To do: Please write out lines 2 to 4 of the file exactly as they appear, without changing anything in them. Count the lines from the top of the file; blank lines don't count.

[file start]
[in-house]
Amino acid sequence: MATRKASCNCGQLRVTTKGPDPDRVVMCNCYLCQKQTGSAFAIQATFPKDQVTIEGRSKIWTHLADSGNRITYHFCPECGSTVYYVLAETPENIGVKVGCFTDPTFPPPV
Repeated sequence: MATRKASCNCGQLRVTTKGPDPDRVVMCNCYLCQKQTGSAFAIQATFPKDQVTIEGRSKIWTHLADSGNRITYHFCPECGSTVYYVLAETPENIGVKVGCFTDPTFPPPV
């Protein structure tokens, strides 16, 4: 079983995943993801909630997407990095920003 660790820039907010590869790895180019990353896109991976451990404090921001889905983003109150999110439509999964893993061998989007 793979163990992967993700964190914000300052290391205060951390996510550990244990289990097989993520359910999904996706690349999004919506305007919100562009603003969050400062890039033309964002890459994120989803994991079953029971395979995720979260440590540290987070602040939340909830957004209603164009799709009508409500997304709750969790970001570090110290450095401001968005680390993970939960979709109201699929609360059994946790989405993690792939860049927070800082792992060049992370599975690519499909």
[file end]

Amino acid sequence: MATRKASCNCGQLRVTTKGPDPDRVVMCNCYLCQKQTGSAFAIQATFPKDQVTIEGRSKIWTHLADSGNRITYHFCPECGSTVYYVLAETPENIGVKVGCFTDPTFPPPV
Repeated sequence: MATRKASCNCGQLRVTTKGPDPDRVVMCNCYLCQKQTGSAFAIQATFPKDQVTIEGRSKIWTHLADSGNRITYHFCPECGSTVYYVLAETPENIGVKVGCFTDPTFPPPV
């Protein structure tokens, strides 16, 4: 079983995943993801909630997407990095920003 660790820039907010590869790895180019990353896109991976451990404090921001889905983003109150999110439509999964893993061998989007 793979163990992967993700964190914000300052290391205060951390996510550990244990289990097989993520359910999904996706690349999004919506305007919100562009603003969050400062890039033309964002890459994120989803994991079953029971395979995720979260440590540290987070602040939340909830957004209603164009799709009508409500997304709750969790970001570090110290450095401001968005680390993970939960979709109201699929609360059994946790989405993690792939860049927070800082792992060049992370599975690519499909």